Division of Orthopaedic Surgery, McMaster University, Hamilton, Ontario, Canada.

Background: The American Association of Hip and Knee Surgeons (AAHKS) Annual Scientific Meeting is a leading forum for the presentation and dissemination of research regarding the management of hip and knee pathology making research presented at these meetings a representation of the current literature in the field. The purpose of this study was to quantify the level of evidence of podium presentations presented at the AAHKS annual meeting from 2015 to 2019.

Methods: Two reviewers evaluated the abstracts for the available presentations. Basic science and biomechanical studies were excluded from the review. Economic studies that were not able to be evaluated based on the American Academy of Orthopedic Surgeon guidelines were also excluded. The two reviewers then independently evaluated each abstract and assigned a level of evidence (level I-V) based on the American Academy of Orthopedic Surgeon classification scheme.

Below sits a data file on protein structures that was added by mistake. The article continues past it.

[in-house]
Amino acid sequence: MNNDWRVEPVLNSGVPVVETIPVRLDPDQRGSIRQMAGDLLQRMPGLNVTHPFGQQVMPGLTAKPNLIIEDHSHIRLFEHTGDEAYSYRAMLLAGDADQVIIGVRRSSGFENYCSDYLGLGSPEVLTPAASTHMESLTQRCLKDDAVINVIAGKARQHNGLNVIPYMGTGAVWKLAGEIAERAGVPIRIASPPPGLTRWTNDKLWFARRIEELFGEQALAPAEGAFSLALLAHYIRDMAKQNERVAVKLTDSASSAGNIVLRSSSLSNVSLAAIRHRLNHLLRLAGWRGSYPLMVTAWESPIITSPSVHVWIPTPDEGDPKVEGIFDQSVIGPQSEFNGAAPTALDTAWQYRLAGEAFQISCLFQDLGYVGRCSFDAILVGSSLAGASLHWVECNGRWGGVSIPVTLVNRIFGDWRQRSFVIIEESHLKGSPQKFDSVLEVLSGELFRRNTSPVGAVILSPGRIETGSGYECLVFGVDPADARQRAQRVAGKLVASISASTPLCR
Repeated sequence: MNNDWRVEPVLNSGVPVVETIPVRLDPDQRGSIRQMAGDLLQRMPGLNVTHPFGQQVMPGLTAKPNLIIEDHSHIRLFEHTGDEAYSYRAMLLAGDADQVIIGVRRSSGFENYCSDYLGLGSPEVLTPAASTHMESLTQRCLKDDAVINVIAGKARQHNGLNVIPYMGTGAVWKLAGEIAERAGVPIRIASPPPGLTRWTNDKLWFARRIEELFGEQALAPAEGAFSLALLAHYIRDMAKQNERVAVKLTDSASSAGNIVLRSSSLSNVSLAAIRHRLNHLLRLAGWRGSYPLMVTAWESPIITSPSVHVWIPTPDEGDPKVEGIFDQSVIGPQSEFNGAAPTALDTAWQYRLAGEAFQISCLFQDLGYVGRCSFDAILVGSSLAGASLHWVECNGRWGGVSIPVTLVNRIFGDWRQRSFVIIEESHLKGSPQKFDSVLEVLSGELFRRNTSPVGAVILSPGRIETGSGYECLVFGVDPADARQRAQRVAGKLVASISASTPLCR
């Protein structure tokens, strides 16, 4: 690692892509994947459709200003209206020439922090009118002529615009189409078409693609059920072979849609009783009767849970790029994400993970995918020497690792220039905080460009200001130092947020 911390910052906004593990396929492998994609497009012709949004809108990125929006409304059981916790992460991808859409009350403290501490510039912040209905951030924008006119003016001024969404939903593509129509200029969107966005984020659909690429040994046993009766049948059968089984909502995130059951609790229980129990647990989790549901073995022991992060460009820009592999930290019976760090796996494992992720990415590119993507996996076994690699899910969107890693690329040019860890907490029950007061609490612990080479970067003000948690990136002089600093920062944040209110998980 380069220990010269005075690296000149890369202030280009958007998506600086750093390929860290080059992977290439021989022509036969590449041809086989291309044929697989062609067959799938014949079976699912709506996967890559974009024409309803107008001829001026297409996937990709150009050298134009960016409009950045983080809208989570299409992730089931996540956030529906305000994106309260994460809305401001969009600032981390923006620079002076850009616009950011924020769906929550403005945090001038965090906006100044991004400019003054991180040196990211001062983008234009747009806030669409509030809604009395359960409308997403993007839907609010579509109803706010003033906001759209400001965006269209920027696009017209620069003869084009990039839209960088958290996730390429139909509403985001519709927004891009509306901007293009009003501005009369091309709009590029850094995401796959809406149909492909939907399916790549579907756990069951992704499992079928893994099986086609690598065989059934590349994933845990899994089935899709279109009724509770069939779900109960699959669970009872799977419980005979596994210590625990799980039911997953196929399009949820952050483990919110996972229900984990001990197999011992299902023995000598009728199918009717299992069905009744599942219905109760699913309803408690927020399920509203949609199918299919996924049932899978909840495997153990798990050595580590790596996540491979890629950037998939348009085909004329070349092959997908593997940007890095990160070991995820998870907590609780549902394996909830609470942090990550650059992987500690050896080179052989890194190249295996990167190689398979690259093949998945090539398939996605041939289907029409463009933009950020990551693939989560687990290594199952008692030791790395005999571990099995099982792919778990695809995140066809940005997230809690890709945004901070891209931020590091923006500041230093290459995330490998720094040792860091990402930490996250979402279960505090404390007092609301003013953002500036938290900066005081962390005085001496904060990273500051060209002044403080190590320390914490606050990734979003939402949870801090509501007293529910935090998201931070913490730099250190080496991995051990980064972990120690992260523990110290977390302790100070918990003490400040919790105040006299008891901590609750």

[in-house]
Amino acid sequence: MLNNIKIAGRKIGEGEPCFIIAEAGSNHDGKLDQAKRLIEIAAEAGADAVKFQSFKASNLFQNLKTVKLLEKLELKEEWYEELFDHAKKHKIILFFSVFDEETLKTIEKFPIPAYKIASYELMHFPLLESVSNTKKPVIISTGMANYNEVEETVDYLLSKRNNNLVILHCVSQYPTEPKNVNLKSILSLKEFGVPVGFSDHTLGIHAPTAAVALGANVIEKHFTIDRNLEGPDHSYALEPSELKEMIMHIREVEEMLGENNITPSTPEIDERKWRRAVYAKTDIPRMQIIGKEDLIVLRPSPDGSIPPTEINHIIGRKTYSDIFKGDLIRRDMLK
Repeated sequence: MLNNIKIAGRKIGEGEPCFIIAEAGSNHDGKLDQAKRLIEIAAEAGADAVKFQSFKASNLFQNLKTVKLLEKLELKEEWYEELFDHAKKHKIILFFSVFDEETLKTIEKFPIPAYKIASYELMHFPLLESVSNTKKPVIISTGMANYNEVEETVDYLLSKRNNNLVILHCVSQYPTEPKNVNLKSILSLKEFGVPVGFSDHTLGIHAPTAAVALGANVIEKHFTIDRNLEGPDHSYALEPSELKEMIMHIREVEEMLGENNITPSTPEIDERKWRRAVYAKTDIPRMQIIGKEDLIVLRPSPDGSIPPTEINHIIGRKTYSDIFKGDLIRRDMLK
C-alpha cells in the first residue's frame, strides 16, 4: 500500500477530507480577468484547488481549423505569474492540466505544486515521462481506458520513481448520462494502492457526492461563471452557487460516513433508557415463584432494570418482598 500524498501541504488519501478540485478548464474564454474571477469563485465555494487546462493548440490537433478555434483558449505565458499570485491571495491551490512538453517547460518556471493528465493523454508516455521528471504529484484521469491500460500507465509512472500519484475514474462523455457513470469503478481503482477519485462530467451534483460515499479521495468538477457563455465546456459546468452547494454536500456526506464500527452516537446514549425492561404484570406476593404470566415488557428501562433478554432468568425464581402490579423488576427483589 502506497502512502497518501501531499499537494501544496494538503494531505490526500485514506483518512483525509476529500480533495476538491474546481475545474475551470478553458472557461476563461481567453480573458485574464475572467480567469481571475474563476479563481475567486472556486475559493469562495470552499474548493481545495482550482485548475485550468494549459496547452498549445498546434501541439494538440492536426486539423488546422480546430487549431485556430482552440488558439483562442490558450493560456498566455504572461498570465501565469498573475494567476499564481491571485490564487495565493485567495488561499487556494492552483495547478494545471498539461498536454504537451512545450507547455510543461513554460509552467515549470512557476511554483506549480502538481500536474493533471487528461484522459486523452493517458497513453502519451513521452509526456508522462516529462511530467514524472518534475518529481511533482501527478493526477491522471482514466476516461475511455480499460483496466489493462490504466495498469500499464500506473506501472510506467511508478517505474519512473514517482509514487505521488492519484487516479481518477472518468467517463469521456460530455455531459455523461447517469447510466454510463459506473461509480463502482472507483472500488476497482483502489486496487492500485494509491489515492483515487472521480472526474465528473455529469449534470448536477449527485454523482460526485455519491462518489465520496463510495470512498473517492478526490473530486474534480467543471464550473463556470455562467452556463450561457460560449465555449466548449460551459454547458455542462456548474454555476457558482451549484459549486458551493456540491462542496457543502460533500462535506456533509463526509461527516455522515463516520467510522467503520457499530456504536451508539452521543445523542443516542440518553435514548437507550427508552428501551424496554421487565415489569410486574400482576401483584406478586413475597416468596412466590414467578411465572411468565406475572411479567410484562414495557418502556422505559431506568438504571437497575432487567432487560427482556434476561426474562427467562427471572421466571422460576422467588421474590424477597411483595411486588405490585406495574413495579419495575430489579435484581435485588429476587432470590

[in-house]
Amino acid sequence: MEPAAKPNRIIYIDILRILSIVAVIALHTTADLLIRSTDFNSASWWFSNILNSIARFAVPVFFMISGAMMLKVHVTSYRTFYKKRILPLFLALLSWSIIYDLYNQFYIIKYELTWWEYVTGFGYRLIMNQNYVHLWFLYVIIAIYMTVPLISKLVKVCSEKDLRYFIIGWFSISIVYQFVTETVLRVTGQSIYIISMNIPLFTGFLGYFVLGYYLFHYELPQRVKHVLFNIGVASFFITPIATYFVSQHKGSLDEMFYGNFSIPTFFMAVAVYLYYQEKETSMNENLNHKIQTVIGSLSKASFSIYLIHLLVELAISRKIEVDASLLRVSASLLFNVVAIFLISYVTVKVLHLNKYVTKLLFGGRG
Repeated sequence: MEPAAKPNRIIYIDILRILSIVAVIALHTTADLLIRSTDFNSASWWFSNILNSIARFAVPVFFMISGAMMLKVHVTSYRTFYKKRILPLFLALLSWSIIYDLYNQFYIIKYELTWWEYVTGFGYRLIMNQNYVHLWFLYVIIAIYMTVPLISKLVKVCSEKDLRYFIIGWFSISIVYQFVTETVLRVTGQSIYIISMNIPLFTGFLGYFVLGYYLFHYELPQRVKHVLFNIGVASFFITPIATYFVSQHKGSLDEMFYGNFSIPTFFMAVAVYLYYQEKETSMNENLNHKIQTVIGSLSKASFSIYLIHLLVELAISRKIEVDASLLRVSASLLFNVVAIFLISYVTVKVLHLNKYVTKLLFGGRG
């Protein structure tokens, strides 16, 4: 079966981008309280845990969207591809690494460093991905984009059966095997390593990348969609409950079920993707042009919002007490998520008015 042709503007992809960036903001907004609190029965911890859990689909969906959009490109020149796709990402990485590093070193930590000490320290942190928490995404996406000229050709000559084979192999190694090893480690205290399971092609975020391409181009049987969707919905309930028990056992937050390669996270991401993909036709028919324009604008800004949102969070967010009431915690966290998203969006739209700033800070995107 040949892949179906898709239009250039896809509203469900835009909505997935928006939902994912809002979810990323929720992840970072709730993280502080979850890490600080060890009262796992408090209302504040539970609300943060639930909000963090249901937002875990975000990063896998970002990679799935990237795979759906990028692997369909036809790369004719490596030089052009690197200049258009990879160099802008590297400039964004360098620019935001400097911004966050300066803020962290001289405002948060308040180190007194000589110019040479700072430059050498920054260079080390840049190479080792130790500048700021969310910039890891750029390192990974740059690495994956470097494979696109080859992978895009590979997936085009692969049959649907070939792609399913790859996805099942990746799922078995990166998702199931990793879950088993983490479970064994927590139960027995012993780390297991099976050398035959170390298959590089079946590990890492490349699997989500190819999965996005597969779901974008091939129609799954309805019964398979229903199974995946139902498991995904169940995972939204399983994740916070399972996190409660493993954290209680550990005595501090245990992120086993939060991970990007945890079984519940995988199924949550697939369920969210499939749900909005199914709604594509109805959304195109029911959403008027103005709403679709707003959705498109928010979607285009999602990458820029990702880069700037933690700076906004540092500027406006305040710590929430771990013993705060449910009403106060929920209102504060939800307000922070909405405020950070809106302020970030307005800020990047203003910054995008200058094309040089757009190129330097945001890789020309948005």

Results: A total of 258 podium presentations were included. In total, 17 (7%) abstracts were graded level I evidence, 57 (22%) were graded level II, 85 (33%) were graded level III, and 98 (38%) were graded level IV (Table 1). There was a significant change in the distribution of the level of evidence of podium presentations over time (χ = 24.6, P = .02). The proportion of level I studies has increased between 2015 and 2019 (from 3.9% to 11.8%) with a concomitant decrease in level IV studies (from 42.3% to 21.6%) over that time period.